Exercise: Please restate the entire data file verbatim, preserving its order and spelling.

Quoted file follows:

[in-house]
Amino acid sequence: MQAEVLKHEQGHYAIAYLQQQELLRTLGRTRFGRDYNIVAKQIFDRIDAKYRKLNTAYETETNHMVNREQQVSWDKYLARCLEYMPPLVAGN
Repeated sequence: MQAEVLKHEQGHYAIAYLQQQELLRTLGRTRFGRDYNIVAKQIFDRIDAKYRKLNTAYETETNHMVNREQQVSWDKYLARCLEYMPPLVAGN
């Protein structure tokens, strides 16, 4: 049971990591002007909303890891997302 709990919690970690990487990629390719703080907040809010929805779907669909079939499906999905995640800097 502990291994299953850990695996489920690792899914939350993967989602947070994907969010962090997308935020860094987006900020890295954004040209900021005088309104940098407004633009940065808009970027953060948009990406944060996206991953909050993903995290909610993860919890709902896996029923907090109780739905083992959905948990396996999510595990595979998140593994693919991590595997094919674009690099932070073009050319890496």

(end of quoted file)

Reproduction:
[in-house]
Amino acid sequence: MQAEVLKHEQGHYAIAYLQQQELLRTLGRTRFGRDYNIVAKQIFDRIDAKYRKLNTAYETETNHMVNREQQVSWDKYLARCLEYMPPLVAGN
Repeated sequence: MQAEVLKHEQGHYAIAYLQQQELLRTLGRTRFGRDYNIVAKQIFDRIDAKYRKLNTAYETETNHMVNREQQVSWDKYLARCLEYMPPLVAGN
């Protein structure tokens, strides 16, 4: 049971990591002007909303890891997302 709990919690970690990487990629390719703080907040809010929805779907669909079939499906999905995640800097 502990291994299953850990695996489920690792899914939350993967989602947070994907969010962090997308935020860094987006900020890295954004040209900021005088309104940098407004633009940065808009970027953060948009990406944060996206991953909050993903995290909610993860919890709902896996029923907090109780739905083992959905948990396996999510595990595979998140593994693919991590595997094919674009690099932070073009050319890496």